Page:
toronto-ff-red-carpetWith the Venice Film Festival behind them, HFPA members are heading for Toronto where almost 400 films will be crammed into 11 days. By far the biggest of the fall festivals, it has shown the last six Best Picture winners and five of last year’s Best Foreign Film nominees.

The festival opens with the world premiere of The Fifth Estate, director Bill Condon‘s dramatic thriller about WikiLeaks founder Julian Assange, which HFPA members will be attending. During the next six days they will see another 14 movies, visit the set of the TV series Hannibal and interview 36 actors, actresses and filmmakers.

This year the festival is showcasing an unusually wide variety of films, including Ron Howard‘s race car movie Rush; Steve McQueen‘s 12 Years as a Slave; Labor Day, starring Kate Winslet; The Railway Man with Colin Firth, The Dallas Buyers Club, which stars Matthew McConaughey and two upscale science fiction movies, starring Sandra Bullock (Gravity) and Scarlett Johansson (Under the Skin).

The Toronto festival has always served as a critical early stop for movies that will embark on significant awards campaigns in the fall. Last year Silver Linings Playbook and Argo both established themselves as potential hits and Golden Globe front-runners.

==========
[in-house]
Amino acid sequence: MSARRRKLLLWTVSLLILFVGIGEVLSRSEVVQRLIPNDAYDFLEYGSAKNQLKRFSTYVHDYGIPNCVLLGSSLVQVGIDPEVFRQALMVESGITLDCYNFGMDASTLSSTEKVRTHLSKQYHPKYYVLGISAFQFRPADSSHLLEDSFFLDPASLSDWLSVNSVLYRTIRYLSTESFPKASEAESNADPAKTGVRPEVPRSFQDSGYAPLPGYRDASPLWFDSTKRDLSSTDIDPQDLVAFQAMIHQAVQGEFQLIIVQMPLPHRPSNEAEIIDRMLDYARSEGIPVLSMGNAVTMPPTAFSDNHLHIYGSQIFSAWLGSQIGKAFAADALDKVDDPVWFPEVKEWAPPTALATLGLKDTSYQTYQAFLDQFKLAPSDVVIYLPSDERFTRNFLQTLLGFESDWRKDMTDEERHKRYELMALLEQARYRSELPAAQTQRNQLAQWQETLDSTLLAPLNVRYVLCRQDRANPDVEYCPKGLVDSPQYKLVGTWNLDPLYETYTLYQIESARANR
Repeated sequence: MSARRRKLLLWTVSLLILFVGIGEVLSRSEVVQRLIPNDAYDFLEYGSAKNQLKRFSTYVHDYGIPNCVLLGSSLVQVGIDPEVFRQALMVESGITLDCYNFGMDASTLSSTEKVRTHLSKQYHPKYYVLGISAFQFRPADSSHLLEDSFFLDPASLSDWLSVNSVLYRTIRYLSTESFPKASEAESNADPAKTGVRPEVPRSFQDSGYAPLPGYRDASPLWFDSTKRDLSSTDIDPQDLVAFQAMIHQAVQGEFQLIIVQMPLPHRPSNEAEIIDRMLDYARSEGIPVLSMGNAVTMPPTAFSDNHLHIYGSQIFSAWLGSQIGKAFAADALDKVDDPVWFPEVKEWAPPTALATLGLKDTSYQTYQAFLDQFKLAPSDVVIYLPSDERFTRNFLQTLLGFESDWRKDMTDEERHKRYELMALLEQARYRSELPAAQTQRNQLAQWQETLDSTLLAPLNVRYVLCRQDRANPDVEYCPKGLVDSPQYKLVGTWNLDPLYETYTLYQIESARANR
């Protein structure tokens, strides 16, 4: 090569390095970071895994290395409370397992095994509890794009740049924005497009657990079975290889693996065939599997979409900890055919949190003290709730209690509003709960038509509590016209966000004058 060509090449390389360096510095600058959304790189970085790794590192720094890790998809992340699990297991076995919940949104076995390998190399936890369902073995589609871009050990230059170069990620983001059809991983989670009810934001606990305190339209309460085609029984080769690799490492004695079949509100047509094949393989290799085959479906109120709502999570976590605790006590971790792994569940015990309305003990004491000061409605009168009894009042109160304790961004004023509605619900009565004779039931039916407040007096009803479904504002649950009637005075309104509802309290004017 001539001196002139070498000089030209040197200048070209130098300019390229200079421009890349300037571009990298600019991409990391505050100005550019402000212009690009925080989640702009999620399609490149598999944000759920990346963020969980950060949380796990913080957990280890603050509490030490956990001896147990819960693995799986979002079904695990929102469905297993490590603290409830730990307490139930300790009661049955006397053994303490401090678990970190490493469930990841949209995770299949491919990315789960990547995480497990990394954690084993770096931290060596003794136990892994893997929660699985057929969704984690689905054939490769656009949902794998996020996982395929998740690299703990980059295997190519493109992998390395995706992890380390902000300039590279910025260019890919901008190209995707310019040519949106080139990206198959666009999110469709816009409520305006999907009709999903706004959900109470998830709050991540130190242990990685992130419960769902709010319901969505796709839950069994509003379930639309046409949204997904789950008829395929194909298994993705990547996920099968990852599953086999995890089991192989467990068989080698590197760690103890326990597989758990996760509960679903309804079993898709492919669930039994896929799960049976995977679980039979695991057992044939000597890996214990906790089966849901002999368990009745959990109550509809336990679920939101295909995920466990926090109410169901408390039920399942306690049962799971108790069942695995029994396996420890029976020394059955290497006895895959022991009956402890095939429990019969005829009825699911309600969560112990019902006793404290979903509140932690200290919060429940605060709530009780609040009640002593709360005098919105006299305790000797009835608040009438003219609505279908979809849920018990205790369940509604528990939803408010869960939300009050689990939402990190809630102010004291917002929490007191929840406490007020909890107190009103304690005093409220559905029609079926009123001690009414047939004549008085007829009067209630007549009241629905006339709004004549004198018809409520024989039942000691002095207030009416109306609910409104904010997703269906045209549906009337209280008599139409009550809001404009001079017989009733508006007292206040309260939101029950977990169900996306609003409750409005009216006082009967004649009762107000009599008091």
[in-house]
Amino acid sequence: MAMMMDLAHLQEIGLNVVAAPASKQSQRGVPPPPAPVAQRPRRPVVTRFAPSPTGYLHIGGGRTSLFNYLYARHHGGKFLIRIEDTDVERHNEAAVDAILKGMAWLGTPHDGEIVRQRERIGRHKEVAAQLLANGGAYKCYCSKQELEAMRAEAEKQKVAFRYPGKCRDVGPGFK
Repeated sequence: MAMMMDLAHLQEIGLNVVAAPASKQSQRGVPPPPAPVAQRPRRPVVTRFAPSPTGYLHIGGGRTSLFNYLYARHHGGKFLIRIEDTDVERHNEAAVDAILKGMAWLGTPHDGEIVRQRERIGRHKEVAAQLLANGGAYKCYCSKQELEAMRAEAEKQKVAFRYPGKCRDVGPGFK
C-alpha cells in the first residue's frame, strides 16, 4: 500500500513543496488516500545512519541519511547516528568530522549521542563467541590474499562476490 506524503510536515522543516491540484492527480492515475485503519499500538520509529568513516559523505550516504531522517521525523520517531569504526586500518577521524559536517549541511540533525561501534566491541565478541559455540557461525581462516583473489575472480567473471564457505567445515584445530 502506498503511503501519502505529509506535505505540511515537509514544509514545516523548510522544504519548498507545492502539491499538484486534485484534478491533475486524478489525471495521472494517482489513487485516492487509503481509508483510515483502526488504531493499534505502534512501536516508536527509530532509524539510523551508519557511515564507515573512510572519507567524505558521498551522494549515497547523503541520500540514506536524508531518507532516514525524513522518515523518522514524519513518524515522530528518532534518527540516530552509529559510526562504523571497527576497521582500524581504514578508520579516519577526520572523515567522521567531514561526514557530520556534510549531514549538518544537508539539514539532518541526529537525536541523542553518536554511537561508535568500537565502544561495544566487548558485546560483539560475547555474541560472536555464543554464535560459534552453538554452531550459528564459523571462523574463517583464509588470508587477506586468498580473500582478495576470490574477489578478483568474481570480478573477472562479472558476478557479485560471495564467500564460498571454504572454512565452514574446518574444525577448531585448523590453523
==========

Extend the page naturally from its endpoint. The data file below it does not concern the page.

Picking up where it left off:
Sam Childers meeting with HFPA members

Hollywood Foreign Press members at the Toronto Film Festival chatted with Sam Childers, the real life Machine Gun Preacher who is portrayed by Gerard Butler in the film of the same name.

The former drug addict biker-turned-preacher from Pennsylvania who runs an orphanage in Sudan confessed that when he met Butler he was not sure that the actor was the right man to play him on screen. “He had a strong Scottish accent. Really strong,” he said. “But I have to say he really nailed me. He sounded just like me.”

Butler explained to members: “I watched him preach in church and I taped hours of conversations so I could listen to how he expresses himself. He’s such a fascinating guy and he has a lot of amazing stories.”